• It was high time I cut myself in on 5 euros worth of action… That crispy fin scored me a ‘sachetto’ with one of the flimsiest t-shirts known to man, and a couple other trinkets… but my daughter will love it.
• Now THAT is how you make a prosciutto and funghi pizza… it’s the Italian version of ‘fast food’ and the best lunch at the Giro if you ask me.
On To BERGAMO!
• This is where the cobbles start as the Boccola climb enters the gate into Bergamo’s Citta Alta. Those little buggers are round, uneven and damn slippery.
• Once around the top of the old town and it’s back down the other side for a screamer through the final 1300 meters into the city center. In case you haven’t figured it out, Bergamo is a walled town built about 2000 years ago – and worth a visit.
• At the finish, fans are on their feet at the finish line as the caravan arrives about a half hour ahead of the race.
• Simoni races into the last 500 meters with Garzeli hot on his wheels, and the photog-focus shifts as they round the last turn.
• As soon as the champers comes out the photos run for cover – except for this brave soul who must have drawn the short straw as DiLuca’s target for the day. But hey – that money shot is worth every sticky drop… I hope.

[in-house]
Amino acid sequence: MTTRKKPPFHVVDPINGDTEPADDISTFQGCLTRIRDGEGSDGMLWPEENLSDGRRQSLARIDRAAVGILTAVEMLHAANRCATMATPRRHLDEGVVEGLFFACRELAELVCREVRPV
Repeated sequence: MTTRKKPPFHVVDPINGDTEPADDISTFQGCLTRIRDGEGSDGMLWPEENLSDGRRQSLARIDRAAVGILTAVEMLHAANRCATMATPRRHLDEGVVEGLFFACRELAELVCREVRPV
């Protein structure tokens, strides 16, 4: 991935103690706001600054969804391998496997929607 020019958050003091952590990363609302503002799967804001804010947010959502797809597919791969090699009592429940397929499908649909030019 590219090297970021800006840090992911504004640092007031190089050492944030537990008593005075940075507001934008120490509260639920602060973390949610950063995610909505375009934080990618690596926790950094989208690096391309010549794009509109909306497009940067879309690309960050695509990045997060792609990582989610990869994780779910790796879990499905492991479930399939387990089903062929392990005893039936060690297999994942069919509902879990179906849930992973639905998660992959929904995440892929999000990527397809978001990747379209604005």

It’s 7:40PM and we’re finishing up in the press room – starving and thirsty again – I’ve earned a cocktail or three, and something tastey for dinner – the tagliata di filetto I ordered last night was served on that sizzling hot platter, and tasted as good as it looks…
About the only thing I can wish for to make this dream a little better might be another couple hours of sleep tonite. I’ll need ‘em as tomorrow’s plan calls for another corse ride taking in the ascents of the Giau and Tre Croce to Tre Cime di Lavaredo –just anther 26km of climbing… no problem.
Talk to you tomorrow – now where’s my negroni?
Keep it PEZ’d all week as we rock the previews, including at close look at the stage 5 summit finish at Alpe di Siusi, a conversation with 1959 Giro rider Vittorio Favero, the Contenders and a whole lot more…